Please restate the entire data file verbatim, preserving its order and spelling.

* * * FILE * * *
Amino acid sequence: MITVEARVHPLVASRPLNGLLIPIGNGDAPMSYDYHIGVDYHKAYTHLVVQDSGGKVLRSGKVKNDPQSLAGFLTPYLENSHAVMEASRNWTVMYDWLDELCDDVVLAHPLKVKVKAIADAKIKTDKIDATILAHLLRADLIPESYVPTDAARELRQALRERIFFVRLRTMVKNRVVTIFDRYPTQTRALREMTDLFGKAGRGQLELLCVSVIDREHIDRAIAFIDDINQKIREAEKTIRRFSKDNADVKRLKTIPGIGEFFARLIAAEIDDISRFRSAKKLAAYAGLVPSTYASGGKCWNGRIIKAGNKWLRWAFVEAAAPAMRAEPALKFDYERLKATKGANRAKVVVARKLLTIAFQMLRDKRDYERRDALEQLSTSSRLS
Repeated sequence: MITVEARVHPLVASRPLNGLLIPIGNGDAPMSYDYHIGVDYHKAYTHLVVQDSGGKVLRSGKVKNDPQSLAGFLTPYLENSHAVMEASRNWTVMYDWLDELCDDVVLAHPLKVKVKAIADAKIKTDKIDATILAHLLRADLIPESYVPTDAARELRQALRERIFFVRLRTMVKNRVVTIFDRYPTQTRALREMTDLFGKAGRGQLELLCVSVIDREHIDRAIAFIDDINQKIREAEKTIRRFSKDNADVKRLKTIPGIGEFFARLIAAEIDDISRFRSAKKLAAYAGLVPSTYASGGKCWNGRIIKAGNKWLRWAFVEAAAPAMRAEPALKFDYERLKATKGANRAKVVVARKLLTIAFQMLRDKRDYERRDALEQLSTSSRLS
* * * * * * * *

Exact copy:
Amino acid sequence: MITVEARVHPLVASRPLNGLLIPIGNGDAPMSYDYHIGVDYHKAYTHLVVQDSGGKVLRSGKVKNDPQSLAGFLTPYLENSHAVMEASRNWTVMYDWLDELCDDVVLAHPLKVKVKAIADAKIKTDKIDATILAHLLRADLIPESYVPTDAARELRQALRERIFFVRLRTMVKNRVVTIFDRYPTQTRALREMTDLFGKAGRGQLELLCVSVIDREHIDRAIAFIDDINQKIREAEKTIRRFSKDNADVKRLKTIPGIGEFFARLIAAEIDDISRFRSAKKLAAYAGLVPSTYASGGKCWNGRIIKAGNKWLRWAFVEAAAPAMRAEPALKFDYERLKATKGANRAKVVVARKLLTIAFQMLRDKRDYERRDALEQLSTSSRLS
Repeated sequence: MITVEARVHPLVASRPLNGLLIPIGNGDAPMSYDYHIGVDYHKAYTHLVVQDSGGKVLRSGKVKNDPQSLAGFLTPYLENSHAVMEASRNWTVMYDWLDELCDDVVLAHPLKVKVKAIADAKIKTDKIDATILAHLLRADLIPESYVPTDAARELRQALRERIFFVRLRTMVKNRVVTIFDRYPTQTRALREMTDLFGKAGRGQLELLCVSVIDREHIDRAIAFIDDINQKIREAEKTIRRFSKDNADVKRLKTIPGIGEFFARLIAAEIDDISRFRSAKKLAAYAGLVPSTYASGGKCWNGRIIKAGNKWLRWAFVEAAAPAMRAEPALKFDYERLKATKGANRAKVVVARKLLTIAFQMLRDKRDYERRDALEQLSTSSRLS